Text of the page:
By Toby Spribille (Univ. of Montana), Alan Fryday (Michigan State Univ.), Måns Svensson (Swedish Univ. of Agricultural Sciences, Uppsala), Tor Tonsberg (Univ. of Bergen, Norway), Sergio Perez-Ortega (Spanish Science Foundation, Madrid)
Is Glacier Bay significant for the diversity of lichens found here?
September 2011– March 2014
The importance of Southeast Alaska as a hotspot for lichens was recently underlined with the documentation of 766 species from Klondike Gold Rush National Historic Park, making it the richest park in the national park system and the richest single local flora to date in North America. Glacier Bay National Park & Preserve may have an even more impressive lichen flora, considering that it is 250 times larger and contains greater geomorphological, geological and climatic diversity than Klondike Gold Rush.
The specific objectives of this inventory are to:
1) compile information on lichen specimens previously collected in Glacier Bay;
2) based on new field work, create a comprehensive list of lichen species collected or detected in the park;
3) complete a reference collection of voucher specimens and associated data for the herbaria of Glacier Bay and the University of Alaska, Fairbanks;
4) collect preliminary distribution and local rarity information and obtain GPS data for each lichen sampling site;
5) establish long-term climate change monitoring plots at selected sites;
6) develop educational materials for visitors and interpreters.
The utility of lichens as indicators of air quality has been recognized since the Industrial Revolution in England. Lichens are uniquely suited as bio-indicators, since they absorb water and nutrients directly from the atmosphere. Species differ in their sensitivity to pollution, so mapping the occurrence of different species can provide detailed information on air quality. This study is designed to augment studies in Glacier Bay intended to monitor the long-term environmental effects of cruise ship stack emissions.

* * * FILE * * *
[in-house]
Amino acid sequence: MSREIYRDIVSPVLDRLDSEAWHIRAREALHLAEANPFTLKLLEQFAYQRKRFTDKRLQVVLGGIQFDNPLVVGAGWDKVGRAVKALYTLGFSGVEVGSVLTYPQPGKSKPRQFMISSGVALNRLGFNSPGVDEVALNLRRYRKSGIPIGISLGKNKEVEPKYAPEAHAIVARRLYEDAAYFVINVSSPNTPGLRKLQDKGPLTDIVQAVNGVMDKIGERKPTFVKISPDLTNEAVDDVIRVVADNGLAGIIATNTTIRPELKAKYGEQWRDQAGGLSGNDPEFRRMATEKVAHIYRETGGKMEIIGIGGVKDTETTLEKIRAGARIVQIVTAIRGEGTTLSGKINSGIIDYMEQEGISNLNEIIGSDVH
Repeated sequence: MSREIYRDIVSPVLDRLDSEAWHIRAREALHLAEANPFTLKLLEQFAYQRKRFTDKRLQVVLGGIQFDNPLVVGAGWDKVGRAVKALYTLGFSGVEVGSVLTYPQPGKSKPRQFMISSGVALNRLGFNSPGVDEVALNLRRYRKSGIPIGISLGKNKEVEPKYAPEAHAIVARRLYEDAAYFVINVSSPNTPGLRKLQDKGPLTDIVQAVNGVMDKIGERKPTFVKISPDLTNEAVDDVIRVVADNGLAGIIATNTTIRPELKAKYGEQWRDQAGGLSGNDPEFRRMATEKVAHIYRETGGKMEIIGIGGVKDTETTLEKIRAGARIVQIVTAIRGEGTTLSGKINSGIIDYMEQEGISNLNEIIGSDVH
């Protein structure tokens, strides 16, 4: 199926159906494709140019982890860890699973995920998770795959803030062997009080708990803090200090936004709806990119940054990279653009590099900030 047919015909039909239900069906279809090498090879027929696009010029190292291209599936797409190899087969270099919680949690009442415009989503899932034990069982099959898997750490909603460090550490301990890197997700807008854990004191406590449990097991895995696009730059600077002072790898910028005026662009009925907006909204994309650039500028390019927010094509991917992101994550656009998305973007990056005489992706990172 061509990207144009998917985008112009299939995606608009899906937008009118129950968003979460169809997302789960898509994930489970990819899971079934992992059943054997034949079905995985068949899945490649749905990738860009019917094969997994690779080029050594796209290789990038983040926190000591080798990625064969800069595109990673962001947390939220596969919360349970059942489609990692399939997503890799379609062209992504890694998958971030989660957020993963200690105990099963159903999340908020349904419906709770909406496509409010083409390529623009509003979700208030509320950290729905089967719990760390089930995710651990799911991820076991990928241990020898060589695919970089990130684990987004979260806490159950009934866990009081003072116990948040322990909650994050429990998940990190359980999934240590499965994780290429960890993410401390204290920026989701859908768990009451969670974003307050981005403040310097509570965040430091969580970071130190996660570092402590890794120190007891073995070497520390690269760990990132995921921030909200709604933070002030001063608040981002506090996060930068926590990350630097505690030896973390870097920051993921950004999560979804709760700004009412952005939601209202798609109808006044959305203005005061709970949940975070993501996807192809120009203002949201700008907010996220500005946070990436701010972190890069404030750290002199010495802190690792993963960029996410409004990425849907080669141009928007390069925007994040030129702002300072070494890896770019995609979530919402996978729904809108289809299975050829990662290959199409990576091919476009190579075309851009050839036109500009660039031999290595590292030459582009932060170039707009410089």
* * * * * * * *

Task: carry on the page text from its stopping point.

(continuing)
Over two field seasons, the research team conducted surveys at 186 sites in the park and collected approximately 4900 specimens. In addition, historical Glacier Bay lichen material was located in several national herbaria. These include collections made during the Harriman Alaska Expedition of 1899 and collections by W.S. Cooper and D.B. Lawrence. Material from these collections will be borrowed, inventoried and studied.
The next step is to complete identification of the collected material and map patterns of distribution. The emerging patterns will be an important baseline for developing hypotheses about species colonization and dispersal in post-glacial ecosystems. The work of describing new species has just begun. Each species must be compared against other members of its genus and family and DNA sequenced, a time-consuming process.
Before this survey, only 69 species of lichen were known from Glacier Bay. The current study has increased this tenfold: a total of 680 species have now been identified, including nearly 50 that appear to be new to science. Analyses are ongoing and the total number of species is expected to exceed 750. One new species is a crust with coralline structures that appear to serve as dispersal propagules. The authors are provisionally naming it Ochrolechia cooperi after W.S. Cooper. It is known from four sites in the southern part of Glacier Bay.
Lichen diversity is distributed across the entire region. However, two habitats stand out. Glacier Bay is home to what may be a unique phenomenon: parallel beach cobble ridges that are being actively uplifted by isostatic rebound. This unique combination creates a living cross-section of primary lichen succession from bare rocks to densely colonized cobbles and pebbles; dozens of species have been found in this habitat.
Another remarkable habitat stands in contrast to the young surfaces in Glacier Bay. The alpine ridges above the glaciers harbor a spectacularly rich flora with close to one third of all species found in Glacier Bay to date. Rare species of global significance are found in these areas, which are important sources for colonization of deglaciated surfaces.